Vincent Ward | 92 mins | Blu-ray | 1.85:1 | Australia & New Zealand / English | 12* / PG
1348: the Black Death is sweeping across Europe. A remote mining village in Cumbria is yet to be afflicted, but they fear the disease is close at hand. When young Griffin (Hamish McFarlane) reveals he’s been having visions of a quest to a great cathedral, they decide this is their best hope for salvation: a band of brave men will follow Griffin’s vision and make an offering to God so he will protect the village. The journey begins by travelling down a pit so deep it’s rumoured to lead to the other side of the world. As they emerge, they’ve unwittingly travelled not only across the world, but also forward in time some 640 years, to New Zealand, 1988.
If that sounds like an adventure movie but also a bit, well, weird, then you’ve probably got a handle on The Navigator already. It’s a men-on-a-mission time travel adventure quest filtered through an arthouse sensibility — writer-director Vincent Ward trained at a school of fine art, intending to become a sculptor and painter, before getting sidetracked into moviemaking; and he’d previously helmed the first New Zealand film to screen in competition at Cannes, Vigil. (I didn’t realise until after viewing that he’d gone on to direct What Dreams May Come and also did a lot of development on Alien³ (the “wooden planet populated by monks” version), but once you know that, the aesthetic similarities seem obvious.) The Navigator has thus been likened to the work of Werner Herzog and Terrence Malick, but also Terry Gilliam.
So, on the one hand, it can play as a straightforward heroic quest, but the sometimes slow pace and occasional presence of symbolism suggest, on the other, a film with greater depths. Primarily, I think, this is the way the villagers’ fear of the plague is reflected by our modern-day fears — or, as the film’s press book rather nicely puts it, in the present day the adventurers are “surrounded by echoes of the fear which haunted medieval England”. So, for example, their journey is disrupted by the rise of a monolithic submarine, presumably a nuclear one; the issue of nuclear deterrence is also brought up on a TV broadcast; and that’s followed by a famous Australian AIDS commercial, perhaps the most obvious mirror of the plague there could be for an ’80s movie.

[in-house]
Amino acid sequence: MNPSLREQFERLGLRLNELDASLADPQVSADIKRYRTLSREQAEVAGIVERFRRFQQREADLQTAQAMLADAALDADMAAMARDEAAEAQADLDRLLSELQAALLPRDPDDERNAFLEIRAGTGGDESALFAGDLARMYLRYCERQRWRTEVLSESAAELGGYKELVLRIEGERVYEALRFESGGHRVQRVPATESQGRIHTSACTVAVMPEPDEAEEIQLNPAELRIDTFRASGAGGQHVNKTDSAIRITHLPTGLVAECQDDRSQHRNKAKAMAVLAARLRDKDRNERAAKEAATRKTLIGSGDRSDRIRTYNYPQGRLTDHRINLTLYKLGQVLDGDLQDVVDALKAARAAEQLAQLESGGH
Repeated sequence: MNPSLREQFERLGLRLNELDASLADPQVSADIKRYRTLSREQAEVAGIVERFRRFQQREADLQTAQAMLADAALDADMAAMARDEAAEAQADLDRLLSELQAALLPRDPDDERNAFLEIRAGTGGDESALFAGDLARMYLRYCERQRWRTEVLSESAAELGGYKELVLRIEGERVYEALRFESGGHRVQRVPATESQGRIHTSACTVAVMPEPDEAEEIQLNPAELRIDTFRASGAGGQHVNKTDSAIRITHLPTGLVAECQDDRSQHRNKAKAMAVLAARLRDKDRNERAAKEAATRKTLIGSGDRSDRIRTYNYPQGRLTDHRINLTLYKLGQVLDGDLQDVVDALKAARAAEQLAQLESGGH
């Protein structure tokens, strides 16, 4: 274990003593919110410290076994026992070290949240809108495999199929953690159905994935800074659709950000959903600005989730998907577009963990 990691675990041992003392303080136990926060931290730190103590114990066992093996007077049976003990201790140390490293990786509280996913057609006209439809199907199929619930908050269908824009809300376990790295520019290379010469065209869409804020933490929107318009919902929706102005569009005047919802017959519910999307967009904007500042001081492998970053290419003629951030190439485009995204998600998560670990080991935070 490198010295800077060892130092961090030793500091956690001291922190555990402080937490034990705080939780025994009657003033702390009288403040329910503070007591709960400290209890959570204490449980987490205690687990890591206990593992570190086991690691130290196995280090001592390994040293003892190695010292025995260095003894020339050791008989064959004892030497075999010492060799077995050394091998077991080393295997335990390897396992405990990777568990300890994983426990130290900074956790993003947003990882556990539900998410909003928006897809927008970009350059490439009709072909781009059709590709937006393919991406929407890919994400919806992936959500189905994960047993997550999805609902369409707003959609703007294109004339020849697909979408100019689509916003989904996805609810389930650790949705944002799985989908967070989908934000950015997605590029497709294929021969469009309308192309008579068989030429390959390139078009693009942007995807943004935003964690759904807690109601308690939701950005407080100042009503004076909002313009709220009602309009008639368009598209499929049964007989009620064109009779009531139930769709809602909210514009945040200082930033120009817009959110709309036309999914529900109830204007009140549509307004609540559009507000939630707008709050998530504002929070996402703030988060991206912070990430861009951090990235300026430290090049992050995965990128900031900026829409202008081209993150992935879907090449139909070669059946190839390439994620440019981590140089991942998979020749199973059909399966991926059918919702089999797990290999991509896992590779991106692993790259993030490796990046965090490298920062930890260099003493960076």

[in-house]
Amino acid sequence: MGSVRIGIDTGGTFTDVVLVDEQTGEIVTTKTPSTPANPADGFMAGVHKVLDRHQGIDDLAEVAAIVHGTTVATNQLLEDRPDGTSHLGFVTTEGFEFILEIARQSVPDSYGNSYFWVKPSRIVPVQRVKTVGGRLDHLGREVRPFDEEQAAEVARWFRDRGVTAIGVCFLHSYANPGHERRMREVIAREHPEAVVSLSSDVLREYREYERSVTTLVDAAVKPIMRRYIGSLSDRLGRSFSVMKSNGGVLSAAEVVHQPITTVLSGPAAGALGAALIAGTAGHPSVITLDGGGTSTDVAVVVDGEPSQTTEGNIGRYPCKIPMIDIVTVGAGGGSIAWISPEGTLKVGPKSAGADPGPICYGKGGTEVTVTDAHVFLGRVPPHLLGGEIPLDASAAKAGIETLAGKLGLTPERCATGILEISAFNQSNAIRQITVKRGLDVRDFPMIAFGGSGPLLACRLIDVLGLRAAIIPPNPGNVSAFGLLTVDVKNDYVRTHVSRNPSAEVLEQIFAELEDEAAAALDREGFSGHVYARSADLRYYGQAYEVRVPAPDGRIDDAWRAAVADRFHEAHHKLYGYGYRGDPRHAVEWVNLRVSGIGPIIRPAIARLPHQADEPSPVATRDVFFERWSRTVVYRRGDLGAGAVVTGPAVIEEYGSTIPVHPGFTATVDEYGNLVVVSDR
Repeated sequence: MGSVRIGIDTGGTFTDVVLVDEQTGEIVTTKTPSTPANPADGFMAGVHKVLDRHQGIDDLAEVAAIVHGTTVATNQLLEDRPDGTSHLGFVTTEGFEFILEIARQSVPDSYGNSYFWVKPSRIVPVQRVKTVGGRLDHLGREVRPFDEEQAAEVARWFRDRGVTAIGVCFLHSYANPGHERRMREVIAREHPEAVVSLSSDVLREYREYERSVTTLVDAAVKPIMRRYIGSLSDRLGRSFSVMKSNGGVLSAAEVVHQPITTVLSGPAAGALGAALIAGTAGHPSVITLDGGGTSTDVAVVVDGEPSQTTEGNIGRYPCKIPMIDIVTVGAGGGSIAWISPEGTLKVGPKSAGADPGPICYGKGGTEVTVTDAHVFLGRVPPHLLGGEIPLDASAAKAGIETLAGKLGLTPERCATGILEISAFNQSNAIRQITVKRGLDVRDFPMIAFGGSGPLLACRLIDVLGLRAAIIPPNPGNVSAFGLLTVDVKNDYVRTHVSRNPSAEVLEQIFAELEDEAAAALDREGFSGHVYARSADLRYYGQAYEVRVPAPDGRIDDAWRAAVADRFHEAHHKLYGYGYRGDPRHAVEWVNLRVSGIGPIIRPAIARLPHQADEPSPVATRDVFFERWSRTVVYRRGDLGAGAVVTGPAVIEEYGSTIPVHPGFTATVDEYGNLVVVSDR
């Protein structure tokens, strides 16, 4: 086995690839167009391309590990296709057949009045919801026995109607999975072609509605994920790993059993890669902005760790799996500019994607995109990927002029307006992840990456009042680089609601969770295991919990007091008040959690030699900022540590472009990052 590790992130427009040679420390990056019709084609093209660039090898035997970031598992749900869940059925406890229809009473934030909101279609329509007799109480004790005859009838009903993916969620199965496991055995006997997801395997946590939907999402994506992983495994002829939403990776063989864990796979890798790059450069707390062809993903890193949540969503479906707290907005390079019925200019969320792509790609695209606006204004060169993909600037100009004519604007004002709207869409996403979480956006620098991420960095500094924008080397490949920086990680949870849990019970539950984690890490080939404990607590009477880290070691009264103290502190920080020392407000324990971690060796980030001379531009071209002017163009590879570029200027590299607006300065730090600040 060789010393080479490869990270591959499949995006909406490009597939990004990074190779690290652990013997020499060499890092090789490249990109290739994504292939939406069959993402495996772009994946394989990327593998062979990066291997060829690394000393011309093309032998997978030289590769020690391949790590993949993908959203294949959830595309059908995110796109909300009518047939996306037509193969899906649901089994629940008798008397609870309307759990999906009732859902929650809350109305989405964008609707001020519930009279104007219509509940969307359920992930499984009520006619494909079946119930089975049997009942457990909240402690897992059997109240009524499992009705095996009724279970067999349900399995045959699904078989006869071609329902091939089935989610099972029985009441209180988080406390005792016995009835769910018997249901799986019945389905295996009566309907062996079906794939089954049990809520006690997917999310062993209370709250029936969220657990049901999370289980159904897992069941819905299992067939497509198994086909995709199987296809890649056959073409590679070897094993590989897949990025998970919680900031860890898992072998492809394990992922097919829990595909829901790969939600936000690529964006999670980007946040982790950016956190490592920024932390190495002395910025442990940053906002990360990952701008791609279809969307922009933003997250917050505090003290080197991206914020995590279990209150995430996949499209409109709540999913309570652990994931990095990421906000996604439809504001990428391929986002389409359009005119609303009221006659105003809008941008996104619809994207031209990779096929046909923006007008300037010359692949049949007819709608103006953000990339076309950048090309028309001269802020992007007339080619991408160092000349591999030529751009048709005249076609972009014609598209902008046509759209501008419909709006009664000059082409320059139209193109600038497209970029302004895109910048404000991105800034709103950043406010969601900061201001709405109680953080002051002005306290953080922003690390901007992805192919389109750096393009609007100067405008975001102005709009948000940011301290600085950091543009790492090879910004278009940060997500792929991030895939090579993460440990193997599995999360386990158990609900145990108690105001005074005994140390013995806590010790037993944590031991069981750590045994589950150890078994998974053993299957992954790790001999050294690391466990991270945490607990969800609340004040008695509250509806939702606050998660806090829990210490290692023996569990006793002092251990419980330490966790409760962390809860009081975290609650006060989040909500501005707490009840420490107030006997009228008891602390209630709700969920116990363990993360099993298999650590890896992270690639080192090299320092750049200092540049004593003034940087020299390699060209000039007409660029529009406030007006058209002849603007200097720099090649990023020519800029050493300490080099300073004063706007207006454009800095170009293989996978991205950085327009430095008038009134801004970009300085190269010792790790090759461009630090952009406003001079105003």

It’s also a somewhat spiritual film, though not in a heavy-handed, pro-religion kind of way. After all, the men are on a quest to seek protection from God, and the climax revolves around placing a spire atop a church. Naturally, the reliance of medieval folk on their belief in God is counterposed with the modern world’s disregard for such values — though, again, the comparison isn’t made in too forceful a manner. For example, when they first arrive in the present they look out over the city to find the cathedral, because a church is always the tallest building, but, to their confusion, they can’t see it because of all the skyscrapers. The point is subtly put: we worship different gods today.